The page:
(b)   

on conviction on indictment, to imprisonment for a term not exceeding

two years or to a fine or to both.

(2)   

A prosecution for an offence under section 62 may be begun in England and

5

Wales only—

(a)   

in the case of revenue and customs information disclosed by Revenue

and Customs—

(i)   

by the Director of Revenue and Customs Prosecutions; or

(ii)   

with the consent of the Director of Public Prosecutions; and

10

(b)   

in any other case, with the consent of the Director of Public

Prosecutions.

(3)   

A prosecution for an offence under section 62 may be begun in Northern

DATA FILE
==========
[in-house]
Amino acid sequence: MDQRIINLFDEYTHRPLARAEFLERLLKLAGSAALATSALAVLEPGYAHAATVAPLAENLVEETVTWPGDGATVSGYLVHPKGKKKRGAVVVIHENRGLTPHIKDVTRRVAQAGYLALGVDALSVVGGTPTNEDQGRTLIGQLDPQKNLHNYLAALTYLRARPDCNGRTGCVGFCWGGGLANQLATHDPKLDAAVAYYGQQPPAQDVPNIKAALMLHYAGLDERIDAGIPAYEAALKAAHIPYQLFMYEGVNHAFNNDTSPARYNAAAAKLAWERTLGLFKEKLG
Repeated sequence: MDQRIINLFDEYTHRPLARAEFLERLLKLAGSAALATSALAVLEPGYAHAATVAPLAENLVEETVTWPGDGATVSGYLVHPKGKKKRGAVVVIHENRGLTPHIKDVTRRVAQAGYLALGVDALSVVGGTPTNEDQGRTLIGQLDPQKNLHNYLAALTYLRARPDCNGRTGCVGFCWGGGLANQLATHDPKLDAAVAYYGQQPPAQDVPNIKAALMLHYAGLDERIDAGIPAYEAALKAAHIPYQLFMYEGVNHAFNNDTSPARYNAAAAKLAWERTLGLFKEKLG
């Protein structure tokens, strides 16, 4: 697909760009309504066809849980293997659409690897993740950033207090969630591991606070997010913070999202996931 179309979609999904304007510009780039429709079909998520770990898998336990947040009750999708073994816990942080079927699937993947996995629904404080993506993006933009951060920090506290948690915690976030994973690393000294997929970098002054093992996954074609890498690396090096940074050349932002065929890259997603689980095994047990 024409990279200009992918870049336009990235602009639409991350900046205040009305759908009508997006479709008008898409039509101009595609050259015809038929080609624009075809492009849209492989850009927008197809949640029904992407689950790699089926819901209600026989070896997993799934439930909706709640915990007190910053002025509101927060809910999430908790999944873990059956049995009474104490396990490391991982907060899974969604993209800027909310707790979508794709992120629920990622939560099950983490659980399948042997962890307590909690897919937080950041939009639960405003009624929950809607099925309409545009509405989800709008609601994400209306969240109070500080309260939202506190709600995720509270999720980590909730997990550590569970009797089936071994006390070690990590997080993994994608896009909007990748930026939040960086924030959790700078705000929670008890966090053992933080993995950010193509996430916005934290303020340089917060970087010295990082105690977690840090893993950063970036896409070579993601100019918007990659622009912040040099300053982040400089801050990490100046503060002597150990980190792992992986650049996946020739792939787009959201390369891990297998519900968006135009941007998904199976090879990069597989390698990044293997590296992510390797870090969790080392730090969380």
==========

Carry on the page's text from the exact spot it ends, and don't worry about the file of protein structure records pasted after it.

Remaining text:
Ireland only—

(a)   

in the case of revenue and customs information disclosed by Revenue

15

and Customs—

(i)   

by the Commissioners of Revenue and Customs; or

(ii)   

with the consent of the Director of Public Prosecutions for

Northern Ireland; and

(b)   

in any other case, with the consent of the Director of Public

20

Prosecutions for Northern Ireland.

(4)   

If an offence under section 62 committed by a body corporate or a partnership

is proved to have been committed with the consent or connivance of—

(a)   

an officer of the body corporate or (as the case may be) a partner or a

senior officer of the partnership; or

25

(b)   

a person who was purporting to act in any such capacity;

   

he (as well as the body corporate or partnership) is guilty of the offence and

liable to be proceeded against and punished accordingly.

(5)   

In the application of subsection (1)(a) in Northern Ireland, the reference to 12